An empirical attack tolerance test impacts network structure and triggers asymmetrical reorganization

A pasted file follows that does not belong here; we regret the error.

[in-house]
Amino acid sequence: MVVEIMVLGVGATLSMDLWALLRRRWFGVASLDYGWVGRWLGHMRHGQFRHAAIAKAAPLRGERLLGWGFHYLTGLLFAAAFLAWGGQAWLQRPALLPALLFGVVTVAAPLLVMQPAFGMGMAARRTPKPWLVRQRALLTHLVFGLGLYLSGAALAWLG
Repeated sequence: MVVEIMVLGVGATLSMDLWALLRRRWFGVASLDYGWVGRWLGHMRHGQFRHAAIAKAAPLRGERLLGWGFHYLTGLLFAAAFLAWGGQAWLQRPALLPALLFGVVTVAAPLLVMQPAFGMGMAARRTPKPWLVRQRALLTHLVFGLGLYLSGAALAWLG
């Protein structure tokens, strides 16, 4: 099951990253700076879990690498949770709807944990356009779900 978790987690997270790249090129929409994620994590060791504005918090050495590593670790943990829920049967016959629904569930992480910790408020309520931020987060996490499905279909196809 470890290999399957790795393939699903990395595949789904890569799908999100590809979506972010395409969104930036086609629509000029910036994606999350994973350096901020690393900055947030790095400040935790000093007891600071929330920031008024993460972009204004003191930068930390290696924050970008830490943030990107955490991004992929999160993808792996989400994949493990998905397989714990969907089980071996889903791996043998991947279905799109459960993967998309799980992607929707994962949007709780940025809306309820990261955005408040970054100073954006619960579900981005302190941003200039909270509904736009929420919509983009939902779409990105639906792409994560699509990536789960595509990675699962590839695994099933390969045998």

Ecological network theory hypothesizes a link between structure and stability, but this has mainly been investigated in-silico. In an experimental manipulation, we sequentially removed four generalist plants from real plant-pollinator networks and explored the effects on, and drivers of, species and interaction extinctions, network structure and interaction rewiring. Cumulative species and interaction extinctions increased linearly with removing plants, and both species and interactions disappeared faster than expected by co-extinction models, which even predicted several false cases. Networks were not stable and symptoms of fragility emerged with removing plants: nestedness decreased, modularity increased, and opportunistic random interactions and structural unpredictability emerged. Conversely, interactions reorganization (“rewiring”) was high, asymmetries between network levels emerged as plants increased their centrality and no change was found in stochastic robustness index. Our study shows that experimental manipulations of real networks indicate how species and interaction occurrences are altered when key resources are removed from the system.